Brokers profit from youth tax incentive
JSE-listed labour broker Workforce Holdings got substantial assistance from the Employment Tax Incentive (ETI), otherwise known as the youth wage subsidy.
Like its larger peer Adcorp, Workforce is pocketing the ETI instead of passing it on to clients – who are supposed to be given an incentive by the tax break to hire more young people.
City Press recently reported that Adcorp had claimed R7 million in ETI by the incentive’s second month in February, according to its annual report this year.
Workforce said in its report to shareholders that the ETI had had a “substantial” effect on its results.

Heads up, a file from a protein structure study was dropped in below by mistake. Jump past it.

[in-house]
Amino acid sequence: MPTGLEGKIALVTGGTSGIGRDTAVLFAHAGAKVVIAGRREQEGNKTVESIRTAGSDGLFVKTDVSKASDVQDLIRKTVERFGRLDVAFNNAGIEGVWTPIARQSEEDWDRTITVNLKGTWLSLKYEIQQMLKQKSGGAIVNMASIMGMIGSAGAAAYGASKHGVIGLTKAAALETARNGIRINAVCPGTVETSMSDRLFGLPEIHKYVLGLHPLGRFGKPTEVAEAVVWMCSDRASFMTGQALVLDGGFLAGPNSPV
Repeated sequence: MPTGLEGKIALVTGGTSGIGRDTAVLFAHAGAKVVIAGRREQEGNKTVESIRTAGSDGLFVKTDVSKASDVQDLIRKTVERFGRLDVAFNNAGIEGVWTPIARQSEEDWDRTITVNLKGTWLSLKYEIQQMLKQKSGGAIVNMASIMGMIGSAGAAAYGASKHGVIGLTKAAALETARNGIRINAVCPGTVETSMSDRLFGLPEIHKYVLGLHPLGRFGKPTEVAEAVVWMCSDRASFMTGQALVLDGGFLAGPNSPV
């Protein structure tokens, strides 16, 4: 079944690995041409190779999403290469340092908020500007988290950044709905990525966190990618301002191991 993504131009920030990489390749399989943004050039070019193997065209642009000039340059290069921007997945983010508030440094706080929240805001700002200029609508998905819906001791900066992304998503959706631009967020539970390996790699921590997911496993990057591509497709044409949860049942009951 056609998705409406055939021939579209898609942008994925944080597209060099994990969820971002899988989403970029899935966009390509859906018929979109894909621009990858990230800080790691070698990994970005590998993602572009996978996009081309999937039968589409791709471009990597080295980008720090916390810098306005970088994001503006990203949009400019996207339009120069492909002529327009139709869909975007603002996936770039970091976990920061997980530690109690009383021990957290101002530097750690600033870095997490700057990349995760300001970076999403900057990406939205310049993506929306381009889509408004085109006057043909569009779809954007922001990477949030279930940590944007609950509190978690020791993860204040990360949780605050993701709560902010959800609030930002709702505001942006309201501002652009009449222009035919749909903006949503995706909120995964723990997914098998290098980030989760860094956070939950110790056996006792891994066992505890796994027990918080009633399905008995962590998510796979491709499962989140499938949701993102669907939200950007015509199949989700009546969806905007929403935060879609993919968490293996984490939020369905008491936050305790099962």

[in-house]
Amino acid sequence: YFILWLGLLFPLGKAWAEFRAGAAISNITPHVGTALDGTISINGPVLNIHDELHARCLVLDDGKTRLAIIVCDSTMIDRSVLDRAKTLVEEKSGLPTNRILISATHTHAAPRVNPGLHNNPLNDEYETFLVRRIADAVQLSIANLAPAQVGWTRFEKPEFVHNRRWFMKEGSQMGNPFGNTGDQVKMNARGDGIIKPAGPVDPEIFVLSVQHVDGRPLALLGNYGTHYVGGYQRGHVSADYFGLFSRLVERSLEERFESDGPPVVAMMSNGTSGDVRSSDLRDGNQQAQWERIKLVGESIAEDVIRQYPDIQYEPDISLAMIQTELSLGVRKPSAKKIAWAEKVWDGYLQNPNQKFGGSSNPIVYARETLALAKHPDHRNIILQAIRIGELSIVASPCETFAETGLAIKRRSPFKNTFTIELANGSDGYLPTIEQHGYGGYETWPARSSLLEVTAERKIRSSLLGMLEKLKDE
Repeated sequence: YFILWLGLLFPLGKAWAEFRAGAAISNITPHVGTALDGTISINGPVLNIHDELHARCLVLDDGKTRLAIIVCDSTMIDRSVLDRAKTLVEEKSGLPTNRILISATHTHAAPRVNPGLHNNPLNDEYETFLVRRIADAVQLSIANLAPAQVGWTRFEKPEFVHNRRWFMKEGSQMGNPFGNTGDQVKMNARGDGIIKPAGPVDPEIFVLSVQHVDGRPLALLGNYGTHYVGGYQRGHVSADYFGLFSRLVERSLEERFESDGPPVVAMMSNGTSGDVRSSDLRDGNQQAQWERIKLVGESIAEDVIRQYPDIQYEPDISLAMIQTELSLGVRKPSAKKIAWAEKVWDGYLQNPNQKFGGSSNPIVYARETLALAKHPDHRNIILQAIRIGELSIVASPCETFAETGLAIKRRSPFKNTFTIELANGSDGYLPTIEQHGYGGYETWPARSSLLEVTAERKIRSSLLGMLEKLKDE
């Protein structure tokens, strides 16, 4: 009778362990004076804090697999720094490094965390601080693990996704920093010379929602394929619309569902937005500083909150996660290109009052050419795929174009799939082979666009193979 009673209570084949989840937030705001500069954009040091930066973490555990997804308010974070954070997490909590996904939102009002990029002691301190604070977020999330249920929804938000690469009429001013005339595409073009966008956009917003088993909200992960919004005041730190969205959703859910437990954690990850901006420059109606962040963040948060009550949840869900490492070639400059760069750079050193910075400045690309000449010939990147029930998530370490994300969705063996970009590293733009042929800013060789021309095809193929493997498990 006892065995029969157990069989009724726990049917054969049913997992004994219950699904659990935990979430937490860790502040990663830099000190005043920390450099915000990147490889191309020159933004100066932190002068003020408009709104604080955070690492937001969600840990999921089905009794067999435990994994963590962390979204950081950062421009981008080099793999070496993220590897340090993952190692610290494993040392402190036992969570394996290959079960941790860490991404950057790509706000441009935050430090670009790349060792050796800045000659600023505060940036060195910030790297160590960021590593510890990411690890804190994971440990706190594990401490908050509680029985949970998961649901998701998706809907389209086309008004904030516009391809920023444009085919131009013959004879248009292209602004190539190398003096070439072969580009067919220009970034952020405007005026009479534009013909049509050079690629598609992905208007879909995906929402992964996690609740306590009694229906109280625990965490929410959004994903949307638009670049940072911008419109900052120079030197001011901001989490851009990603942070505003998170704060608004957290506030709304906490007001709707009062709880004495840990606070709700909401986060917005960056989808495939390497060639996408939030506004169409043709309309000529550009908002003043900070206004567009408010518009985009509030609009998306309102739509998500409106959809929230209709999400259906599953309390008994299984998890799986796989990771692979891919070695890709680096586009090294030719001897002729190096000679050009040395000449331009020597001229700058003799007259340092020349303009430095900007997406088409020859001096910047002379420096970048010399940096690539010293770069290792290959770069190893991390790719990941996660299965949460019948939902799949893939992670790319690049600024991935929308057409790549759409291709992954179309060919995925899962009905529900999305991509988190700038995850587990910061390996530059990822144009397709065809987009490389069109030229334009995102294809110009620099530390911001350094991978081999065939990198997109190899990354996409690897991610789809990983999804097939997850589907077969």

The company’s major division, staffing and recruitment, increased its operating profit in the first half this year by 28% to R63 million compared with the first half of 2013.
Overall, the company’s profit almost doubled to R24 million.
Workforce’s financial director, Willie van Wyk, told City Press this week that the company would not disclose how many people it had on the ETI, how much benefit it was deriving or whether it would be passing the subsidy on to clients.
The group places approximately 25 000 workers at other companies.
“We are thus not at liberty to disclose this information at this stage, both on account of good business practice, as well as JSE rules and regulations,” he said.
This is because the information